It’s not taking long for wolf-populated states to get their seasons/quotas in order. Idaho recently released their wolf hunting and trapping proposals with a finalized plan coming in early August. Now Montana has joined the fray with its approved wolf hunt season information for 2011.
Hunters will be able to pursue wolves on 14 different wildlife management units (WMUs) with an overall harvest quota of 220 wolves. The WMU’s sit generally in the western portion of the state with a new WMU being added in the Bitterroot Valley where wolves are having a significant impact on the elk population.
“The approved hunting season is very similar to the one considered last year,” said Ken McDonald, FWP’s chief of wildlife. “It’s based on wildlife science and we believe it’s properly balanced. Our management objective is very clear: we must maintain a viable and connected wolf population as we aim to reduce impacts on Montana’s wildlife and livestock. With the ability to manage wolves as we do all other wildlife in Montana we’re confident we can meet those expectations.”
72 wolves were taken in 2009, Montana’s first and only regulated wolf-hunting season, which fell three short of the established quota. McDonald hopes their new plan will be effective reducing the population.
“We learned from the 2009 hunt that there was a need to be more surgical in directing the wolf harvest toward areas where elk, deer and livestock depredations are an issue,” McDonald explained. “So we made adjustments and developed smaller-sized wolf management units each with their own quota.”
If hunters are successful in harvesting 220 wolves, it would reduce the Montana wolf population by 25 percent for a total of 425 wolves.
“As wildlife managers, we have an exceptional Montana-based wolf conservation and management plan to guide us and we’re continuing to learn from practical experience,” McDonald said. “We’ll learn more this season and we’ll apply what we learn to ensure that Montana maintains a balance among all wildlife, their habitats and the people who live, work, and recreate here.”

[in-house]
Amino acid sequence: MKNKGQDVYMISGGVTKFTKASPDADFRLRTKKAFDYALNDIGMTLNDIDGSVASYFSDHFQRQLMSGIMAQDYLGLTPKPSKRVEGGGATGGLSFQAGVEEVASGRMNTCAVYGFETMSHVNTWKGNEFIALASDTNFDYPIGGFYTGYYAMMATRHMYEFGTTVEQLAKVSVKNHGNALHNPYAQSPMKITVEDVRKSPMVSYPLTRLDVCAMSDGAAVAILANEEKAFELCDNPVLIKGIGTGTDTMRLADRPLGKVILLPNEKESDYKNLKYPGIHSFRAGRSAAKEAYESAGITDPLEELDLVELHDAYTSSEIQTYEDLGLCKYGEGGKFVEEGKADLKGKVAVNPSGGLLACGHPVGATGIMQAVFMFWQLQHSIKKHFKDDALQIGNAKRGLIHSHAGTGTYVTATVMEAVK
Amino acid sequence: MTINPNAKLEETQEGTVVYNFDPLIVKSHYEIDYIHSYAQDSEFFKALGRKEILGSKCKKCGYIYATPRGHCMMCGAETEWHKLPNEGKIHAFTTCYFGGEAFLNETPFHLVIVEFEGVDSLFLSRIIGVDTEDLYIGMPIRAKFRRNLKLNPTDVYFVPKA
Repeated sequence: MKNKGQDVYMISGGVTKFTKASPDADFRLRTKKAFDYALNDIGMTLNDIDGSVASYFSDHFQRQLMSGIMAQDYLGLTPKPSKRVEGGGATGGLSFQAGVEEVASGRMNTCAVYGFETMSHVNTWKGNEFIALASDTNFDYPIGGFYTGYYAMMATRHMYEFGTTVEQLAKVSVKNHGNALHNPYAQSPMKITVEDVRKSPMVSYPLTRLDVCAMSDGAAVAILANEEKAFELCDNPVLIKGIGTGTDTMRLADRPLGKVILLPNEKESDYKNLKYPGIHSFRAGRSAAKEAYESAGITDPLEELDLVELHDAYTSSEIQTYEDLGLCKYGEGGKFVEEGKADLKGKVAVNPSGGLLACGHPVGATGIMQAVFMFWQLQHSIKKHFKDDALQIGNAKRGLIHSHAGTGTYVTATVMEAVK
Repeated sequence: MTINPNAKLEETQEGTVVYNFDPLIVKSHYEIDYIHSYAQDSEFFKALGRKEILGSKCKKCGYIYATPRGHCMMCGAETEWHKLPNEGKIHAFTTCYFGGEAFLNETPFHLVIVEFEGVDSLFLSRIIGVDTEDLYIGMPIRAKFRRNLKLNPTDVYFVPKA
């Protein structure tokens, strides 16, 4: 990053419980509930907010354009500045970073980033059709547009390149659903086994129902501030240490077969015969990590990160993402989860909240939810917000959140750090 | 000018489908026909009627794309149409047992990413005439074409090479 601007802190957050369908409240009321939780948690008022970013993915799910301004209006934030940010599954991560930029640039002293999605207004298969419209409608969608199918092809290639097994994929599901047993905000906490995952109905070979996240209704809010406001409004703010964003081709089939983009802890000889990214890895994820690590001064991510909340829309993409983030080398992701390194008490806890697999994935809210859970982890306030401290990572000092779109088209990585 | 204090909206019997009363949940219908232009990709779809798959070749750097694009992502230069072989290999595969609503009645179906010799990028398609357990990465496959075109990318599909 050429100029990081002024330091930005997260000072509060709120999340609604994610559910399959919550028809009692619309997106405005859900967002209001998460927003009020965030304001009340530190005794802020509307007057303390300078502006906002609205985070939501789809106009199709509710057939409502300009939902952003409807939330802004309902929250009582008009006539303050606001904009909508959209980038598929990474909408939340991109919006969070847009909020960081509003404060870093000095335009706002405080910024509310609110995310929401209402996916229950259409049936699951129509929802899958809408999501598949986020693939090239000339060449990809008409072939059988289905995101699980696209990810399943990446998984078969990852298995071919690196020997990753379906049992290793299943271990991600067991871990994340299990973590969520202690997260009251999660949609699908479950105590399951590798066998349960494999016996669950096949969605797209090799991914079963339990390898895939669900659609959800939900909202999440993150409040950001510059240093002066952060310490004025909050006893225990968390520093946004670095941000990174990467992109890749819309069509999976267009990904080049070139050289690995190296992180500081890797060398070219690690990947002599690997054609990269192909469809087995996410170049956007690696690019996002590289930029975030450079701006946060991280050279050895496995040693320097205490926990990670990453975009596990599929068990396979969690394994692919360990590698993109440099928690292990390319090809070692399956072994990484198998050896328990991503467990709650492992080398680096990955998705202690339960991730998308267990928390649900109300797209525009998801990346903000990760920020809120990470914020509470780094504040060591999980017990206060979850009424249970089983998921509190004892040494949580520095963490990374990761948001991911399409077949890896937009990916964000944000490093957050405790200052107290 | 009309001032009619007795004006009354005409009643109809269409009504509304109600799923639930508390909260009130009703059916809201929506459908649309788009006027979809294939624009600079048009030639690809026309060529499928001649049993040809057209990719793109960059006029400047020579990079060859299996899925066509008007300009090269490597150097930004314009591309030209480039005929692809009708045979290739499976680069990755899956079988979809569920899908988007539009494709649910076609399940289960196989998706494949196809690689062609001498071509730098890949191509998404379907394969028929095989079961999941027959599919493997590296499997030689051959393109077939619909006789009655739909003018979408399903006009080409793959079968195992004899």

The congressional measure passed this spring that removed gray wolves from the list of endangered species in Montana, Idaho, and parts Oregon, Washington and Utah was challenged in federal district court in Missoula in May. A final court ruling hasn’t been issued.
2011 WOLF SEASON BASICS
Wolf Management Units & Quotas
- Northwestern and central Montana have nine WMUs with a total quota of 123 wolves Western Montana has two WMUs with a total quota of 54 wolves
- And there are three WMUs in the southwestern portion of the state with a total quota of 43 wolves.
- Two of Montana’s 14 WMUs—WMU 400 and 390 respectively—stretch across the northeastern and southeastern portions of the state to the North Dakota border.
Wolf Hunting Season Dates/Fees
- Wolf hunting seasons correspond to Montana’s early backcountry big game hunting season, which runs Sept. 3—14 for archery and Sept. 15—Nov. 27 for rifle hunting; and the big game archery and general rifle seasons set for Sept. 3—Oct. 16 and Oct. 22—Nov. 27 respectively.
- The wolf hunting season in some areas could run through Dec. 31 if quotas are not reached.
- Hunting licenses cost $19 for residents and $350 for nonresidents. License sales should begin in August.